On July 25, EOD learned that the Army had authorized Olive Group to begin transitioning activities for contract performance, and was informed that EOD should have received official notice that it had again been found nonresponsible. Protest at 11. On July 31, EOD again protested to our Office objecting to the nonresponsibility determination, as well as the Army’s implementation of the corrective action and authorization for Olive Group to perform the contract. On August 4, the Army requested that EOD respond to specific concerns raised about EOD’s responsibility. On August 14, EOD filed a supplemental protest, arguing that the agency improperly re-awarded the contract to Olive Group and/or authorized contract performance before completing its reevaluation of OED’s responsibility.

The Army requests that we dismiss EOD’s protest as premature, stating that the agency has not yet completed its reevaluation of EOD’s responsibility. With respect to Olive Group’s performance of the contract, the Army contends that the agency was not required to continue to suspend contract performance because the CICA stay expired when GAO dismissed its protest. The Army also explains that it began to transition the contract to Olive Group in order to avoid a lapse of services.

We agree with the Army that where, as here, the agency has not yet made a new finding concerning EOD’s responsibility, EOD’s protest of the agency’s nonresponsibility determination is premature.[2] See e.g., Del-Jen Educ. & Training Group, B-401787.3, May 4, 2010, 2010 CPD ¶ 110 at 3 n.2; PRC Inc., B-233561.8, B-233561.9, Sept. 29, 1992, 92-2 CPD ¶ 215 at 4-5. In the event that the Army concludes that EOD is nonresponsible, the protester may re-file its protest, subject to our timeliness rules.

With respect to EOD’s argument that FAR § 9.105-2(a) requires the Army to complete its determination of EOD’s responsibility before awarding the contract to Olive Group or authorizing performance, this section indeed requires that “[w]hen an offer on which an award would otherwise be made is rejected because the prospective contractor is found to be nonresponsible, the contracting officer shall make . . . a determination of responsibility, which shall state the basis for the determination.” Here, the contracting officer in fact found EOD to be nonresponsible prior to awarding the contract to Olive Group. Although the Army’s corrective action involves a reevaluation of EOD’s responsibility, this does not implicate the agency’s compliance with FAR § 9.105-2(a) prior to awarding the contract to Olive Group.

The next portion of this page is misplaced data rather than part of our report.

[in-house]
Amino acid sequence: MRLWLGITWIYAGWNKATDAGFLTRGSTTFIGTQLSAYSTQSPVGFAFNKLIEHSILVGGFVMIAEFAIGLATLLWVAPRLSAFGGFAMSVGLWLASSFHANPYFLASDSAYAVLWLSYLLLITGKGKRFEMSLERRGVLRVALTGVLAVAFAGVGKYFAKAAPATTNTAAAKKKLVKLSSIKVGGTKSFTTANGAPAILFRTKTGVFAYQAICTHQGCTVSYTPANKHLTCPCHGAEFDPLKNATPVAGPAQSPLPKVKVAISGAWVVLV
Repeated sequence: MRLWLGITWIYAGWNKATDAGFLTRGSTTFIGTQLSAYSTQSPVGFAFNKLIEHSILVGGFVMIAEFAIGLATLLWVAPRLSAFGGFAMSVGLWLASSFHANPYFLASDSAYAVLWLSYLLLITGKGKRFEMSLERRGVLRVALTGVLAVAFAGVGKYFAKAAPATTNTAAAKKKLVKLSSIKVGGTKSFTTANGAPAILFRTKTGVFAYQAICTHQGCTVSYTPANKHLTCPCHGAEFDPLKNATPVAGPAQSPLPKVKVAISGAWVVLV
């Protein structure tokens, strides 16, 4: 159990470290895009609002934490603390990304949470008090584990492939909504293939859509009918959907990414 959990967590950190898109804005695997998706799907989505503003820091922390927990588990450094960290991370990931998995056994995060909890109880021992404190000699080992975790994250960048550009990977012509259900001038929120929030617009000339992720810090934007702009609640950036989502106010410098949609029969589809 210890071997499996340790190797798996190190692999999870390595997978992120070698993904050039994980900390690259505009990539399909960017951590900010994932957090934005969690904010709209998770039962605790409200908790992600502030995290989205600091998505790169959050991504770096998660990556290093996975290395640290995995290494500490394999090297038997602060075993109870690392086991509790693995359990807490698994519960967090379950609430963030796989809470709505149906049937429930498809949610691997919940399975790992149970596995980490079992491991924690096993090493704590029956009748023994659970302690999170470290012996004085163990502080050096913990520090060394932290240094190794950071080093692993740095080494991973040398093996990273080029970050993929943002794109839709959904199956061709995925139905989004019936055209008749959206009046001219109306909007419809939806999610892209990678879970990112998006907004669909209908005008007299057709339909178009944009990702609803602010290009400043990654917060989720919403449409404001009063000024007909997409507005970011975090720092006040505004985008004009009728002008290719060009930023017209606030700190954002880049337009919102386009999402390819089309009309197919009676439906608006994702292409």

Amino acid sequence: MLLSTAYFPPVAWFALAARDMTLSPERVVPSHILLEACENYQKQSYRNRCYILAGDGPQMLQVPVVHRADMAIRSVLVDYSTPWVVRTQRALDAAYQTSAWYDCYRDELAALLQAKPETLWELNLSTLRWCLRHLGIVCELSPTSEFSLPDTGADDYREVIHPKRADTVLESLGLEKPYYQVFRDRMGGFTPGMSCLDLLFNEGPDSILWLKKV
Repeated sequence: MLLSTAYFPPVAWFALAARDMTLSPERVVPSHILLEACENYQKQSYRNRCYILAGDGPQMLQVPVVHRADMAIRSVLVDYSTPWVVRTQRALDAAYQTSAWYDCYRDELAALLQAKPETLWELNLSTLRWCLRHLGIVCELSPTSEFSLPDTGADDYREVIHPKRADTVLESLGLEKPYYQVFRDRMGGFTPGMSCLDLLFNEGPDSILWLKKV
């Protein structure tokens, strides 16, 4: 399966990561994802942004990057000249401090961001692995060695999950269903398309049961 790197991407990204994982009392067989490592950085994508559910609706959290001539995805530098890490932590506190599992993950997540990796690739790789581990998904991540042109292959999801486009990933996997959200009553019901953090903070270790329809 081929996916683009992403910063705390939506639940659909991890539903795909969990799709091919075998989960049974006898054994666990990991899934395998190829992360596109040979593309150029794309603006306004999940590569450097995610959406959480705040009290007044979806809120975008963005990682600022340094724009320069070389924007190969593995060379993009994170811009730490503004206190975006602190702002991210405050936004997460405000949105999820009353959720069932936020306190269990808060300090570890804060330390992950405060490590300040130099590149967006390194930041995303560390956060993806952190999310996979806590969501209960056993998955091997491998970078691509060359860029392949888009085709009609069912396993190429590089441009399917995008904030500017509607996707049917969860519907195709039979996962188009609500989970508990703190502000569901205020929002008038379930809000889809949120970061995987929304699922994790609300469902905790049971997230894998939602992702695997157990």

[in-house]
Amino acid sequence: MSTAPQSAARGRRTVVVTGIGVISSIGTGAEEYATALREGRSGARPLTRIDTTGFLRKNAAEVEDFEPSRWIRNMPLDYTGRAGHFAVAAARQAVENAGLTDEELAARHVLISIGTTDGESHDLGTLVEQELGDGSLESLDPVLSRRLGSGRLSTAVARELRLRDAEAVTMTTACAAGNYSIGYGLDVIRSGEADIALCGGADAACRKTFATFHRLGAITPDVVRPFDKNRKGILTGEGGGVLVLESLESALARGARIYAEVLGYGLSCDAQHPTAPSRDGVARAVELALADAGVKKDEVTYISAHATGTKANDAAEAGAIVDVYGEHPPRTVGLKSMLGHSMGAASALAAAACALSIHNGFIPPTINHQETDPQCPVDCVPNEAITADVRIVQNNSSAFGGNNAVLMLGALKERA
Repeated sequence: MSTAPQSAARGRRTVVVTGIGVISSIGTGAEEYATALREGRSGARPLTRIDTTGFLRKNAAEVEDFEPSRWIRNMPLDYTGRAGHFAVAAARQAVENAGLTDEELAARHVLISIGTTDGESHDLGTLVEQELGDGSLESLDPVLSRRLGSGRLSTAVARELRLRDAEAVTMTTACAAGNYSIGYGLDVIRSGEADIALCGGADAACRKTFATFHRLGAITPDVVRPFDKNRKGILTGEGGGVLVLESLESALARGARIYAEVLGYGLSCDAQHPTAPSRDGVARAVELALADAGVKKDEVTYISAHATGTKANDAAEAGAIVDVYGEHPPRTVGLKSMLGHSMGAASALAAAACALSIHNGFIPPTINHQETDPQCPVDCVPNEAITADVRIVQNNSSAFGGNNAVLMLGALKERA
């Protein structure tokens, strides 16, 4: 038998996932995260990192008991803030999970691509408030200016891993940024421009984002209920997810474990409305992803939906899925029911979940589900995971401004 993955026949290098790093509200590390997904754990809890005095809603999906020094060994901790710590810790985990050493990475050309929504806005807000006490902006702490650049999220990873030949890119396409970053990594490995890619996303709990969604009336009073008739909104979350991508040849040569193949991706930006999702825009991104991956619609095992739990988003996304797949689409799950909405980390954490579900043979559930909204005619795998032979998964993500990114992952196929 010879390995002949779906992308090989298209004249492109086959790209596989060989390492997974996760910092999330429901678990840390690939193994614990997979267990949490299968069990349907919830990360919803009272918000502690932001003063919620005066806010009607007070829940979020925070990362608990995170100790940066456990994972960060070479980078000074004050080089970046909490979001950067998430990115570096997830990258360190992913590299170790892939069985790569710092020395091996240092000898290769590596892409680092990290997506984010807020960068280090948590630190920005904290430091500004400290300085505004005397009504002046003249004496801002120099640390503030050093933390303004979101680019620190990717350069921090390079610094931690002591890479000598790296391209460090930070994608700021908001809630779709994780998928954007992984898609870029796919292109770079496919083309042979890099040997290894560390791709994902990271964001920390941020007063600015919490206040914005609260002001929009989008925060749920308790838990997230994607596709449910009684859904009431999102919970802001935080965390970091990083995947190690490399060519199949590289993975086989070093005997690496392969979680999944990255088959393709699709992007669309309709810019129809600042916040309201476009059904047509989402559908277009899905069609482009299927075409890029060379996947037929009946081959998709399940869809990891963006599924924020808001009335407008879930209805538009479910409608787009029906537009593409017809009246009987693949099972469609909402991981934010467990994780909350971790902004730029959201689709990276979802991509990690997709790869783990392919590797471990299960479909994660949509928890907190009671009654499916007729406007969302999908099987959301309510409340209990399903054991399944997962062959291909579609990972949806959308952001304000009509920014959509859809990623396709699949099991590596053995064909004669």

The protest is dismissed.

Lynn H. Gibson
General Counsel



[1] CICA provides, subject to certain exceptions, that performance of a contract must be suspended if the agency receives notice of a protest within 10 days of contract award or within 5 days of a required debriefing, and while the protest is pending. 31 U.S.C. §§ 3553(d)(3), (4).

[2] We expect the agency to act with reasonable efficiency in determining whether EOD is responsible. An agency’s mere promise of corrective action, without reasonably prompt implementation, circumvents the goal of the bid protest system established by CICA--that is, the economic and expeditious resolution of bid protests. Commercial Energies, Inc.--Recon. & Costs, B-243718.2, Dec. 3, 1991, 91-2 CPD ¶ 499 at 6. In this regard, a protest is not resolved where the agency does not timely implement the promised corrective action that caused us to dismiss the protest. Pemco Aeroplex, Inc.--Recon. & Costs, B-275587.5, B-275587.6, Oct. 14, 1997, 97-2 CPD ¶ 102 at 7.